Definition of mandate in English:

mandate

Line breaks: man|date

noun

Pronunciation: /ˈmandeɪt
 
/
1An official order or commission to do something: a mandate to seek the release of political prisoners
More example sentences
  • Even some local trade officials ignored the new mandates to recruit women.
  • Although my official mandate was to study Pakistani farmers, I was obliged to give equal attention to foresters.
  • The Human Rights Commission has the mandate to receive and investigate allegations of discrimination.
Synonyms
in Tsarist Russiaukase;
in Spanish-speaking countriespronunciamento
1.1 Law A commission by which a party is entrusted to perform a service, especially without payment and with indemnity against loss by that party.
More example sentences
  • In two of the four cases the solicitors received signed mandates from the purported owners for the funds to be telegraphically transferred to a third party.
  • In carrying out its mandate, the Commission receives, analyses, and investigates individual petitions alleging violations of human rights.
  • A Call Center for tourist information is in the works, and tourist police have a mandate to provide service and protection for visitors.
1.2A written authorization enabling someone to carry out transactions on another’s bank account.
More example sentences
  • A forged cheque is not a valid mandate, and the bank cannot debit the customer's account.
  • If that were right one would expect to see wives being independently advised before signing a typical mandate for a joint account.
  • He showed his value pretty quickly, pointing out that banks must have a legal mandate to debit someone's account.
1.3 historical A commission from the League of Nations to a member state to administer a territory: the end of the British mandate in Palestine
More example sentences
  • For the next 25 years, Syria was governed by French colonial administrators under a mandate from the League of Nations.
  • Another category of dependent imperial territory was formed by League of Nations mandates.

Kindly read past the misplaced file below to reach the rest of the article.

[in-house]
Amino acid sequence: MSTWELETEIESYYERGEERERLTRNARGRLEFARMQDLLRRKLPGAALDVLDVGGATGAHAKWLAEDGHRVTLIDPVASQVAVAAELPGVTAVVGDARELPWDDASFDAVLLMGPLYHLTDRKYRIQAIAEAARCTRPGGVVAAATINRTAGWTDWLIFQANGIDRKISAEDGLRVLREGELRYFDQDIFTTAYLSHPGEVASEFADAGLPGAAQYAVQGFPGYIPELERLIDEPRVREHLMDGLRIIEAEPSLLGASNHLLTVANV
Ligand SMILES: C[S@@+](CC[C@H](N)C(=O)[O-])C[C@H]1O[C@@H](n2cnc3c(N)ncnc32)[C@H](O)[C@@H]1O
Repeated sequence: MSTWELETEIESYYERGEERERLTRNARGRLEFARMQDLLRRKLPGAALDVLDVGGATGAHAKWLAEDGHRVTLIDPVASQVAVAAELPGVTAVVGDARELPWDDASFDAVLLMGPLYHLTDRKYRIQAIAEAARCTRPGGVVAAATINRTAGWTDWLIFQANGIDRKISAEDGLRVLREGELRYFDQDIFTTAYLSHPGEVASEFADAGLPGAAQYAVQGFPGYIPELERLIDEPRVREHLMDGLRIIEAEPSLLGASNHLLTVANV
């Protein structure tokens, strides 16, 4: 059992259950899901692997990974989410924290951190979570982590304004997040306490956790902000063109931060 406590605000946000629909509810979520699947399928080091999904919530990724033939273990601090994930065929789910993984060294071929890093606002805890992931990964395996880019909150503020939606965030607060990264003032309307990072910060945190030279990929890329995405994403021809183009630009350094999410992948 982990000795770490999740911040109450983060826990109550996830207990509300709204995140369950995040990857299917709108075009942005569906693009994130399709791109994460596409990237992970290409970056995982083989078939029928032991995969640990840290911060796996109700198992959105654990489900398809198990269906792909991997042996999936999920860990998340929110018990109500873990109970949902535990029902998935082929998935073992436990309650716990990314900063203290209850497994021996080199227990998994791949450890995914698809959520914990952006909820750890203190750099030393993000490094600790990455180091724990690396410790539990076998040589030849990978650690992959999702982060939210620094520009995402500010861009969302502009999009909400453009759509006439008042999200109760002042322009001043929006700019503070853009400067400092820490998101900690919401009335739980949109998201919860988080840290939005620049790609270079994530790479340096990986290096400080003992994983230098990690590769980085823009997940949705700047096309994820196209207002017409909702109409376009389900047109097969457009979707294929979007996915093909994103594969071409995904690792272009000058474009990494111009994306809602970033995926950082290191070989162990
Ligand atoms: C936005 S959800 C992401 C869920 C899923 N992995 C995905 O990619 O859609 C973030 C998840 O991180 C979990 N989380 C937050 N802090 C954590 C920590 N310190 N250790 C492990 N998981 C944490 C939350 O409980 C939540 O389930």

• After the war, Japan continued to rule the islands under a mandate from the League of Nations.
2The authority to carry out a policy, regarded as given by the electorate to a party or candidate that wins an election: he called an election to seek a mandate for his policies
More example sentences
  • Newly elected ministers invariably choose to regard an election victory as conferring a mandate on their policies.
  • Perhaps politicians should seek a new mandate from the electorate if they are unable to fulfil their promises.
  • The ones who win and form the next government would thus have the mandate to pursue their policies and programmes.
Synonyms
2.1Canadian A period during which a government is in power: the last mandate of Trudeau, from 1980 to 1984, was a remarkable chapter in Canadian history
More example sentences
  • Third parties may not always directly influence an election, but they do set the tone for what is discussed and start the next mandate off on a particular foot.
  • In August 2002, he announced that he would not seek a fourth mandate, but would serve until 2004.

verb

Pronunciation: /manˈdeɪt
 
/
[with object] Back to top  
1Give (someone) authority to act in a certain way: the rightful king was mandated and sanctioned by God
More example sentences
  • Having made this judgment, the Security Council may then mandate the US and its allies to use force in order to remove him.
  • With the money, it will acquire and restructure more mills, as mandated by the State Council.
  • Well, the problem here is, the ballot initiatives mandate something like 70 percent of the spending in the budget.
1.1Require (something) to be done; make mandatory: the government began mandating better car safety
More example sentences
  • Current Army requirements mandate change in order to move into the future.
  • For such patients, it may be unrealistic to mandate abstinence as a requirement for treatment.
  • The federal government has begun mandating it, and they insist that their architects earn at least a bronze rating.
2 (be mandated to) historical (Of territory) be assigned to (another power) under a mandate of the League of Nations: (as adjective mandated) mandated territories

Origin

early 16th century: from Latin mandatum 'something commanded', neuter past participle of mandare, from manus 'hand' + dare 'give'. Sense 2 of the noun has been influenced by French mandat.

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